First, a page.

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Comments for Still Ask Why

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Feb 29, 2016
by: Darlene Barriere - Webmaster

I do hope you're in some form of therapy for what you endured at the hands of these vile people. For whatever reason, they certainly had it in for you...that's not an excuse, nor is it in any way a blaming finger pointed at you. The system wasn't around to protect you, either from your birth parents or from these sick & twisted adoptives. You were abandoned and betrayed so many times.

Asking why is a natural thing, but never leads to any answers. Even if you were to get the answers you're looking for from these evil people, the answers would be woefully inadequate.

Those of us who go through abuse, severe and otherwise, tend to ask "why me". But we also typically say we wouldn't wish the abuse on our worst enemy. Yet the very question of "why me" almost dispels that latter since when we ask "why me" we're also asking "why not someone else". We don't do this consciously, but it's an important thing to understand. There is always the other question that comes up as we try to get our heads wrapped around what we endured, and that is "what did I do to deserve this". And of course, the answer to that is nothing. I'm bringing this up because I learned a long time ago that questioning my own questions and what they really meant was holding back my ability to heal. And also that those questions led to other questions and the deep need to confront my abusers, which when I did, set me back in ways I had never anticipated. Eventually, I had to accept the sincere apology I never received so that my abusers no longer had power or control over me. As long as I kept asking why, they were still in my head. And that's not where I wanted them to be. I wanted it to be ME in my head, not them.

What happened to you was horrible in the worst way, Kodie. And it did happen. And now you are no longer in that abusive environment, meaning that long-term healing has a much better chance of happening for you.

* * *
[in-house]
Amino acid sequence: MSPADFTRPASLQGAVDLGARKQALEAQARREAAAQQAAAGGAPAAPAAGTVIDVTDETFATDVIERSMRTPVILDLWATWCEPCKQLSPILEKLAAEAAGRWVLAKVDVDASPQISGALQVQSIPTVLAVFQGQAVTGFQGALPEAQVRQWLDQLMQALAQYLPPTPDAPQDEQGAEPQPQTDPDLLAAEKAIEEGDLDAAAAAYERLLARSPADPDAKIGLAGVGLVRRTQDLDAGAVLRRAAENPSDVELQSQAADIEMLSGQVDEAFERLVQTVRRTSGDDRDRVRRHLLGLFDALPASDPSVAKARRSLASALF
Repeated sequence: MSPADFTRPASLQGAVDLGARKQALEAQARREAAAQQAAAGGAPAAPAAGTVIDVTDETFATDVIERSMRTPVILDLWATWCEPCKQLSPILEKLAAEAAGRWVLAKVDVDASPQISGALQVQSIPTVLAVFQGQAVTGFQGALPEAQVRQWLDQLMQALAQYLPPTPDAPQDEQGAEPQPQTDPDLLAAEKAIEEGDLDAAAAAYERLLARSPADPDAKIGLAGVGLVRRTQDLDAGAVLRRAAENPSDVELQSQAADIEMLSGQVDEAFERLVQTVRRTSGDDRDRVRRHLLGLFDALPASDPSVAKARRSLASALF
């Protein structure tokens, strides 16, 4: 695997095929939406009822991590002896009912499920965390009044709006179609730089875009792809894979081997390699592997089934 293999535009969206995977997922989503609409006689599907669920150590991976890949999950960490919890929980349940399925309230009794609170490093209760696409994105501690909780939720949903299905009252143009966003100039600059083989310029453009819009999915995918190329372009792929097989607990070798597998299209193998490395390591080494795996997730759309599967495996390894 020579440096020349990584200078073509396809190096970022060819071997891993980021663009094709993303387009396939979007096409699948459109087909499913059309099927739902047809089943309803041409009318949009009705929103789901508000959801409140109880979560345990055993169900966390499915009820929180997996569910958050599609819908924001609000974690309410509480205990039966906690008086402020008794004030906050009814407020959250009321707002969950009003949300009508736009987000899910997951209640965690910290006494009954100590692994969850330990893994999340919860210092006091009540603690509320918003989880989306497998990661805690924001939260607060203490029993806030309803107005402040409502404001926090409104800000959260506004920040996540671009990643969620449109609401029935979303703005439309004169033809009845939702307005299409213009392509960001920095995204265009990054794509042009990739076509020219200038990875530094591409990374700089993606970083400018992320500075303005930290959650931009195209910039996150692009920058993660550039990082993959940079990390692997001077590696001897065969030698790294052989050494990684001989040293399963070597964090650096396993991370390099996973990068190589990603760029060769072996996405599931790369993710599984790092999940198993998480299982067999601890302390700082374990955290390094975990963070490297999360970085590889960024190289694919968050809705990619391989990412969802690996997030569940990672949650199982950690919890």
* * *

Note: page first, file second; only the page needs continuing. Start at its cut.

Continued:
I love that you are grateful every day. It's a marvelous way to help turn things around in a positive way. I'm delighted that you are writing what you endured, because writing can be extremely cathartic. But it can also help to make sense of nonsense, clear and release pent up feelings and emotions, and can also serve to help move beyond that past that is still haunting.

Consider helping others who have gone through something similar. In the end, Kodie, you and only YOU, get to decide how what you went through is going to impact you and the world. You can choose to use the terrible experiences as a way to bring purpose into your life. Or you can choose something else, something less healing. The choice is yours to make.

There's no doubt that you're very strong. It's what got your through it all. But sometimes it's that very strength that can prevent us from taking our healing to the next level. The very thing that brought us survival during those worst times in childhood can be the very thing that we need to change in adulthood so that our lives today can be lovingly functional, healthy, and back in our own control.

I send you love, light and healing energy, Kodie. Thank you for sharing your story with my visitors and me.

From Victim to Victory, a memoir
Darlene Barriere
author. speaker. survivor. coach
From Victim to Victory, a memoir